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No info shared yet, open to working with India: Swiss

Says resolution to the issue could only be found within the legal frameworks

Nayanima Basu & Vrishti Beniwal  |  New Delhi 

Arun Jaitley

A day after Switzerland was reported to be sharing information on Indians with unaccounted money in its banks, the Swiss finance ministry on Monday said no developments in this regard had taken place since February, when a delegation from that country had met its Indian counterpart. India, on its part, said it hadn’t received any official communication on sharing such information yet.

“Since a high-level Swiss delegation met its India counterpart in New Delhi in February 2014, no further official meeting has taken place. There is no new development to be reported,” the Swiss finance ministry told Business Standard. It, however, added it was willing to work with the new government in India in its fight against tax evasion.

The Swiss ministry expressed hope India would understand any resolution to the issue could only be found within established national and international legal frameworks.

On Sunday, Press Trust of India had quoted an unnamed Swiss official as saying his country was readying a list of Indians suspected to have un-taxed money in Swiss banks and the list would be shared with India.

On Monday, Finance Minister Arun Jaitley said, “We are yet to receive official communication in this regard…We are writing to the Swiss authorities today so that details with regard to whatever information the authorities have can be expedited.” Cooperation with the Swiss authorities could yield fruitful results, he added.

In a letter to former finance minister P Chidambaram, Swiss authorities had said once a new law was enacted in that country by July, they would be able to share the details of secret bank accounts with India and other countries without the permission of account holders.

On Monday, the federal council of Switzerland, however, said it has “resolved to bring the revised Tax Administrative Assistance Act into force on August 1, 2014.”

Even the revised Act will provide only partial relief to the Indian government, as Switzerland hasn’t yet relented to providing information on stolen data pertaining to HSBC Geneva. The Swiss government has been refusing to share details about Indians named in the “HSBC list”, which was stolen by a French bank employee and which later found its way to tax authorities in various countries, including India.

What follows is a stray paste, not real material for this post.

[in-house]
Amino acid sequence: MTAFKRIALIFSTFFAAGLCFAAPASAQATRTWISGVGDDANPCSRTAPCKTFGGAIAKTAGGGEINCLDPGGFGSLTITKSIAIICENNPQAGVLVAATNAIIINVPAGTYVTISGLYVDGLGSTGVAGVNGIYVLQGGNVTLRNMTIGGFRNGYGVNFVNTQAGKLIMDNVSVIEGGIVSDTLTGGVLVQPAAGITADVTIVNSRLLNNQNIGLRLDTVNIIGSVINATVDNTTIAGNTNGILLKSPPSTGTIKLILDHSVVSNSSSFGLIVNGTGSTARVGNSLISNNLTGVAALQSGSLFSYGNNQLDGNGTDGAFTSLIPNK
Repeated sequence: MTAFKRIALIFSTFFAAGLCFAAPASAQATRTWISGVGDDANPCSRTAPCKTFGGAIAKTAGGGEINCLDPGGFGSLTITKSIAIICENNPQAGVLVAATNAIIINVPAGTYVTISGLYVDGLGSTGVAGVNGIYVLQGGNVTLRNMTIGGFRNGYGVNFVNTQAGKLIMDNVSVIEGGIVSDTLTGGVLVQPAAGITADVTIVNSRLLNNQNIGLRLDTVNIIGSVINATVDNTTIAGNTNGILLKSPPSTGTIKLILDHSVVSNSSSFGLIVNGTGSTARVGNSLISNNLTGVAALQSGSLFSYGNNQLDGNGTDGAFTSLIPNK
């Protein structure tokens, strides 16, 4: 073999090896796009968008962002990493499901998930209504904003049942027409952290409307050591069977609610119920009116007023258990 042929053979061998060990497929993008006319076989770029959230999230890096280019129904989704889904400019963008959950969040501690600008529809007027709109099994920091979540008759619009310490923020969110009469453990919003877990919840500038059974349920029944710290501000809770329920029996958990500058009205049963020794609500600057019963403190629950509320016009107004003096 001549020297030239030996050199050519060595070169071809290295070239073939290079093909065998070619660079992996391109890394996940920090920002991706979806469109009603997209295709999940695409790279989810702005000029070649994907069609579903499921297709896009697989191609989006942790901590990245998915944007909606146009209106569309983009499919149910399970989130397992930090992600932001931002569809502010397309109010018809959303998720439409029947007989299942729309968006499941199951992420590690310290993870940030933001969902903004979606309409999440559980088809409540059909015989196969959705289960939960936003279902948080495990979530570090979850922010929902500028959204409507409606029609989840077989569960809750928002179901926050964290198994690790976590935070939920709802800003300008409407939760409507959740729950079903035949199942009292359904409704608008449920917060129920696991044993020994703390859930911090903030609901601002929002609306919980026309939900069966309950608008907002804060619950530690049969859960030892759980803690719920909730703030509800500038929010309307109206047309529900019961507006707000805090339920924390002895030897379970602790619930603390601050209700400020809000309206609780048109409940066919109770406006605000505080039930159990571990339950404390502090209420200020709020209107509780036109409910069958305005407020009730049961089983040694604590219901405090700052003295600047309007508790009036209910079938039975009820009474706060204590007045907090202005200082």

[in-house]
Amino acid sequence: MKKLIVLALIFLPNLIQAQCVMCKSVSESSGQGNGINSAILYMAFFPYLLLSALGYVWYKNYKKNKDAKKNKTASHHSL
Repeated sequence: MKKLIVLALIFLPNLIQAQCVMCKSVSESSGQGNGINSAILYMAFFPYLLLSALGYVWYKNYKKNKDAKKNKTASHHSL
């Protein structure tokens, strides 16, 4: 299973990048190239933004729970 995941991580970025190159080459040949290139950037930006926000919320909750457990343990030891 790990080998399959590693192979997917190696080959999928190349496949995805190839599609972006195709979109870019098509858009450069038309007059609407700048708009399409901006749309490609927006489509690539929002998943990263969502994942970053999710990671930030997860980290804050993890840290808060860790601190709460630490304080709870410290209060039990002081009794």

Despite repeated requests from India, Switzerland has said its local laws prohibit administrative assistance in matters in which information has been sourced illegally, including through stolen lists.

The “HSBC list” allegedly contains the names of Indians and other foreign nationals with ill-gotten wealth in the global banking major’s Swiss unit.

India is one of the 36 countries with which Switzerland has signed treaties to provide administrative assistance in tax matters, in accordance with international standards.

On Sunday, a Swiss official had said Indians were suspected to have untaxed money in Swiss banks through structures such as trusts, domiciliary companies and other legal entities based out of foreign countries.

This comes at a time when official data published by SNB, Switzerland’s central bank, show Indian money in various Swiss banks rose 43 per cent to Rs 14,000 crore in 2013, including the money held directly by Indian clients and through fiduciaries or wealth managers.

The Swiss official had said these funds might not necessarily be illicit, as the clients had declared themselves to be Indians.

First Published: Tue, June 24 2014. 00:50 IST
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